ABC ushered in 2019 with a star-studded concert on the Boardwalk of the Sydney Opera House. Australians around the country and people around the world tuned into the ABC to celebrate the biggest night of the year, New Year’s Eve. 3.6 million viewers partied the night away, tuning in to The Night is Yours concert, music, fun and fireworks.
From 9.30pm, Charlie Pickering and Zan Rowe ramped up the celebrations and dialed up the volume, presenting The Night is Yours live show featuring a star-studded line-up of artists performing songs from a playlist voted by the Australian people. Artists rocking the night included Tim Minchin, Ben Folds, Casey Donovan, Christine Anu, Client Liaison, Baker Boy and crowd favourite Daryl Braithwaite who led us up to midnight with the number one voted song…The Horses.
With millions of people watching the show live on television, iView or Social Media, lighting this event was a little nerve wracking for the Chameleon Touring Systems crew. No hiding from mistakes on this gig!
So, with power distribution at the heart of any modern event providing power to show-critical and highly valuable equipment, Chameleon rolled out their recently purchased StageSmarts smartPDU72 which sets a new standard in functionality, flexibility, reliability and safety.
Engineered to meet the tough requirements of the events market, the smartPDU Series helps you to keep track of the situation at any moment, protecting your connected equipment and crew and, when needed, assisting you in diagnosing problems.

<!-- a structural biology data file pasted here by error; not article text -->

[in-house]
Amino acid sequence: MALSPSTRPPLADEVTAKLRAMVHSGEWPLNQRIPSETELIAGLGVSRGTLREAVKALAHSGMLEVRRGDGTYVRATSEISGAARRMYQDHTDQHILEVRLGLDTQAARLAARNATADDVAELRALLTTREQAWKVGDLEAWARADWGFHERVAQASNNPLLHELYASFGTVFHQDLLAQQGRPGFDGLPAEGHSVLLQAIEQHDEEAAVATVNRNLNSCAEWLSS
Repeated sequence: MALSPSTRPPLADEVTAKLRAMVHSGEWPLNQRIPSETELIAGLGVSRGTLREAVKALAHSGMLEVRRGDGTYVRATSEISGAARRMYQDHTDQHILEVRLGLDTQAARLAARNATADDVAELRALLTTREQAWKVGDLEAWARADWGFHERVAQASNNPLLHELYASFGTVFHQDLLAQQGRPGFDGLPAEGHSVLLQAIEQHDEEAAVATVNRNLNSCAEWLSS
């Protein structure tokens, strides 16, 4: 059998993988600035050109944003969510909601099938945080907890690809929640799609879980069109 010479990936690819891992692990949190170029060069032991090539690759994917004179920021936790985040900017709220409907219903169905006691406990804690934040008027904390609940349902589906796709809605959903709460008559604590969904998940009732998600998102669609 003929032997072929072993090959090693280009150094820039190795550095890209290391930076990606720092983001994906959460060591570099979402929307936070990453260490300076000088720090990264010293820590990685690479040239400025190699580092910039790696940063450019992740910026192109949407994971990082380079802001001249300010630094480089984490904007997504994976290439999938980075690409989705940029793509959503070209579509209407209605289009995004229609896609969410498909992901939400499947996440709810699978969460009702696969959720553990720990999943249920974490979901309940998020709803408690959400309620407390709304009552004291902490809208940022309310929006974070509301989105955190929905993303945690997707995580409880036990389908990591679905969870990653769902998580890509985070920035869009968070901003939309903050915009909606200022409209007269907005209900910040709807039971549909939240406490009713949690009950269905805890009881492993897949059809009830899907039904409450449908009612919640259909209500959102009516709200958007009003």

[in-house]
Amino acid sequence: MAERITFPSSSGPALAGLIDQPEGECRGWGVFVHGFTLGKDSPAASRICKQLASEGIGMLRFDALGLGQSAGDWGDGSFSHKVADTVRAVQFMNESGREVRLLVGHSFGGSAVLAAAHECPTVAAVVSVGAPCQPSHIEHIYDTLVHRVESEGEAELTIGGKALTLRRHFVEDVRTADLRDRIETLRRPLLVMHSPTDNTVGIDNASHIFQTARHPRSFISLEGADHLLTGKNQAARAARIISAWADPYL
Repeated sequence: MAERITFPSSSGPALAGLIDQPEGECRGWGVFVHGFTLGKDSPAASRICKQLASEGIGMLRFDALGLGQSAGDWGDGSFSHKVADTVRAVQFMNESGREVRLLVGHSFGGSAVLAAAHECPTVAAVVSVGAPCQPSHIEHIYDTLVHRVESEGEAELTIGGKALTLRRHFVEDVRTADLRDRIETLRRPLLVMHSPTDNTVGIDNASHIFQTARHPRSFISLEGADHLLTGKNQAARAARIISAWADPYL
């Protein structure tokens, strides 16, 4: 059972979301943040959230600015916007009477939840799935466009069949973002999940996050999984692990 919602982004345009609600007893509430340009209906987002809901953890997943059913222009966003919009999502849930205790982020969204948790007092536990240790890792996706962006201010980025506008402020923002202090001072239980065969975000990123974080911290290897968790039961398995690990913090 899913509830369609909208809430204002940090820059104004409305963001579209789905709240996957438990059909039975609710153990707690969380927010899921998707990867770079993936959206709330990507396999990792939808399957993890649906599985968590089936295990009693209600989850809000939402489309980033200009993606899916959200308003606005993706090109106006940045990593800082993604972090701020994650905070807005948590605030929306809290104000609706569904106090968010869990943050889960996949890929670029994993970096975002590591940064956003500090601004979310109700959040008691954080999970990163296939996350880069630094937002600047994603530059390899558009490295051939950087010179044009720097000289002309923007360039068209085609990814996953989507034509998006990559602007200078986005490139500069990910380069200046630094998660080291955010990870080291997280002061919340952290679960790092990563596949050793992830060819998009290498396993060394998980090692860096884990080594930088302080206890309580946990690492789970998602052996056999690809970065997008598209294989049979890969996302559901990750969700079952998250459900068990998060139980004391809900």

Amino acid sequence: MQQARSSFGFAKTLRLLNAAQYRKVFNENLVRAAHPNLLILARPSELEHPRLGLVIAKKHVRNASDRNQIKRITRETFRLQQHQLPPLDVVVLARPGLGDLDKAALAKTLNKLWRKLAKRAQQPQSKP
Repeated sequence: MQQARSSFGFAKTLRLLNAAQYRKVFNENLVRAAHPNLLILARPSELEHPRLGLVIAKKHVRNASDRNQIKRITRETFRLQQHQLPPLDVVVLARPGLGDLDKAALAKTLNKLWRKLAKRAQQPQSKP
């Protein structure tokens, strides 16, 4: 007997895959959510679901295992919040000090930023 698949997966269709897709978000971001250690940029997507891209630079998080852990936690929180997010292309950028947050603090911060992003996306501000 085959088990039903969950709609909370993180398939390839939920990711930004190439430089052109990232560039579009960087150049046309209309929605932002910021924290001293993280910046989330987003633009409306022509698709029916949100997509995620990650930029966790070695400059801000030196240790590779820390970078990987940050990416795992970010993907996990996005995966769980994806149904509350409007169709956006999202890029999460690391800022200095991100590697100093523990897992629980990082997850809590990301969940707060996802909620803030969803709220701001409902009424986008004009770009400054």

“The smartPDUs were very easy to set up, plugged up like other racks but the back end of the system was a lot nicer due to their design,” commented Anthony Carlon, Chameleon’s Project Manager. “They are very clean and easy to use. The power monitor allows us to check voltages on all the 3 phases before we even turn the main breaker on.”
Anthony remarked that the status lights on each channel help with identifying problems straight away as they light up green when there is a load on the end of the line. If there is no load the LED status light does not turn on. Pressing that status LED also gave him a live read out of what that channel was currently drawing.
“Having individual RCDs on each channel helps a lot with outdoor events,” he continued. “If there was an issue with one fixture getting water in it due to rain, it would only trip that circuit and not a whole section of the rack. However, despite the heavy rain we didn’t have any issue with water anyway!”
Anthony added that the backlit strips above each breaker makes it a lot easier to see in the dark and can help you quickly find the breaker you’re looking for …… very helpful for fixing and tech issues in the dark!
Lighting designer for the show was Hugh Taranto who wisely chose a rig that was mostly waterproof IP rated lights allowing them to stay operational through storms just before the show and intermittent showers during. These included the seventy ShowPro LED FusionBAR Q XV, forty of which were mounted on eight custom frames, Chauvet Colourdash Hex Pars and Colorado Zoom Pars, Elation DTW 4 Lite Blinders and ProLights Panorama IP Wash. Also in the rig were Claypaky Mythos, ETC ColorSource Pearl, Robert Juliat Victor followspots and Unique2 hazers.
“The new Panaroma Washes are fast becoming a favourite fixture,” said Hugh, who has also used them on Ninja Warrior and Game of Games. “They are quite versatile and the patterns on the fixture front and ring are very useful. The Mythos are still a fantastic hybrid light and allowed for a great variety of beam and spot FX through the night. The LED FusionBAR Q XVs were running in single pixel mode so we had 1050 individual pixels (4200dmx channels) of control. All of these fixtures allowed a wide variety of looks for the thirty plus songs performed in the show.”
Control was an MA Lighting grandMA2 full size with an MA2 light for backup and MA2 NPUs. Ziggy Ziegler who was the lighting designer for the bridge joined Hugh and the crew at the concert site to control the bridge lighting for the city and together, they were able to coordinate some special lighting moments.
Photos: Anthony Carlon